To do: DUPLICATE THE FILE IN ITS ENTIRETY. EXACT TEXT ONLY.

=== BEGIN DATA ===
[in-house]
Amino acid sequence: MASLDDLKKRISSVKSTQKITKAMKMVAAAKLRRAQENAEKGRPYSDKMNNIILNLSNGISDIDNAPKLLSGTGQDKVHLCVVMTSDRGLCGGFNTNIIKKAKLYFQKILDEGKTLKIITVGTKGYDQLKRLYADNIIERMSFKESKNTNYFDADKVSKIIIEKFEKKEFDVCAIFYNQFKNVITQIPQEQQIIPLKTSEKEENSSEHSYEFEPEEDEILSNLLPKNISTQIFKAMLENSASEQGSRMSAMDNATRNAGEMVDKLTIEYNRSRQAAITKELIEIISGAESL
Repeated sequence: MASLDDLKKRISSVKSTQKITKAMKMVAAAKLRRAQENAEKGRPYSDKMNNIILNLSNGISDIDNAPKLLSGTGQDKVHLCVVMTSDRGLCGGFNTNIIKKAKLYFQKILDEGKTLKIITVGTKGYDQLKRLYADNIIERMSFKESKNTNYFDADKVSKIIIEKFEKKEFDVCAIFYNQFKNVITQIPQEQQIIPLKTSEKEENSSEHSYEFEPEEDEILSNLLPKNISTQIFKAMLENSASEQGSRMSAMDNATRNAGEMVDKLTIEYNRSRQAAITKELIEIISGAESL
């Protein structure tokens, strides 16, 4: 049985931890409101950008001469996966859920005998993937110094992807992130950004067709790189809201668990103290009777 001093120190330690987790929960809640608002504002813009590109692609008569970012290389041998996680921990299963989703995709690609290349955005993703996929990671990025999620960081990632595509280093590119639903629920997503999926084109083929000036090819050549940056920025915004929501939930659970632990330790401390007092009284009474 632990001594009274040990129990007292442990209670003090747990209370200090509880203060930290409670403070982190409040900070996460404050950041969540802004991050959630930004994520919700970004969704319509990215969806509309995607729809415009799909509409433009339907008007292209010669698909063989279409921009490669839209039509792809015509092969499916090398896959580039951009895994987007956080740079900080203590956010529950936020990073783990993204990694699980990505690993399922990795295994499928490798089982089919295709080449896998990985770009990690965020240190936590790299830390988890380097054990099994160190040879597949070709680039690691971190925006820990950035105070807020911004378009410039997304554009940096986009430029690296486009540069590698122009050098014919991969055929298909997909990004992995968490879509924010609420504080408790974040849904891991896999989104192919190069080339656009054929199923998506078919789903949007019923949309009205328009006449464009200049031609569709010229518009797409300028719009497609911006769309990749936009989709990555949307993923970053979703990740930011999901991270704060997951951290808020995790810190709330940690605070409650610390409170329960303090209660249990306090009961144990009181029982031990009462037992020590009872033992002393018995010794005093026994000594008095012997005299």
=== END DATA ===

[in-house]
Amino acid sequence: MASLDDLKKRISSVKSTQKITKAMKMVAAAKLRRAQENAEKGRPYSDKMNNIILNLSNGISDIDNAPKLLSGTGQDKVHLCVVMTSDRGLCGGFNTNIIKKAKLYFQKILDEGKTLKIITVGTKGYDQLKRLYADNIIERMSFKESKNTNYFDADKVSKIIIEKFEKKEFDVCAIFYNQFKNVITQIPQEQQIIPLKTSEKEENSSEHSYEFEPEEDEILSNLLPKNISTQIFKAMLENSASEQGSRMSAMDNATRNAGEMVDKLTIEYNRSRQAAITKELIEIISGAESL
Repeated sequence: MASLDDLKKRISSVKSTQKITKAMKMVAAAKLRRAQENAEKGRPYSDKMNNIILNLSNGISDIDNAPKLLSGTGQDKVHLCVVMTSDRGLCGGFNTNIIKKAKLYFQKILDEGKTLKIITVGTKGYDQLKRLYADNIIERMSFKESKNTNYFDADKVSKIIIEKFEKKEFDVCAIFYNQFKNVITQIPQEQQIIPLKTSEKEENSSEHSYEFEPEEDEILSNLLPKNISTQIFKAMLENSASEQGSRMSAMDNATRNAGEMVDKLTIEYNRSRQAAITKELIEIISGAESL
């Protein structure tokens, strides 16, 4: 049985931890409101950008001469996966859920005998993937110094992807992130950004067709790189809201668990103290009777 001093120190330690987790929960809640608002504002813009590109692609008569970012290389041998996680921990299963989703995709690609290349955005993703996929990671990025999620960081990632595509280093590119639903629920997503999926084109083929000036090819050549940056920025915004929501939930659970632990330790401390007092009284009474 632990001594009274040990129990007292442990209670003090747990209370200090509880203060930290409670403070982190409040900070996460404050950041969540802004991050959630930004994520919700970004969704319509990215969806509309995607729809415009799909509409433009339907008007292209010669698909063989279409921009490669839209039509792809015509092969499916090398896959580039951009895994987007956080740079900080203590956010529950936020990073783990993204990694699980990505690993399922990795295994499928490798089982089919295709080449896998990985770009990690965020240190936590790299830390988890380097054990099994160190040879597949070709680039690691971190925006820990950035105070807020911004378009410039997304554009940096986009430029690296486009540069590698122009050098014919991969055929298909997909990004992995968490879509924010609420504080408790974040849904891991896999989104192919190069080339656009054929199923998506078919789903949007019923949309009205328009006449464009200049031609569709010229518009797409300028719009497609911006769309990749936009989709990555949307993923970053979703990740930011999901991270704060997951951290808020995790810190709330940690605070409650610390409170329960303090209660249990306090009961144990009181029982031990009462037992020590009872033992002393018995010794005093026994000594008095012997005299």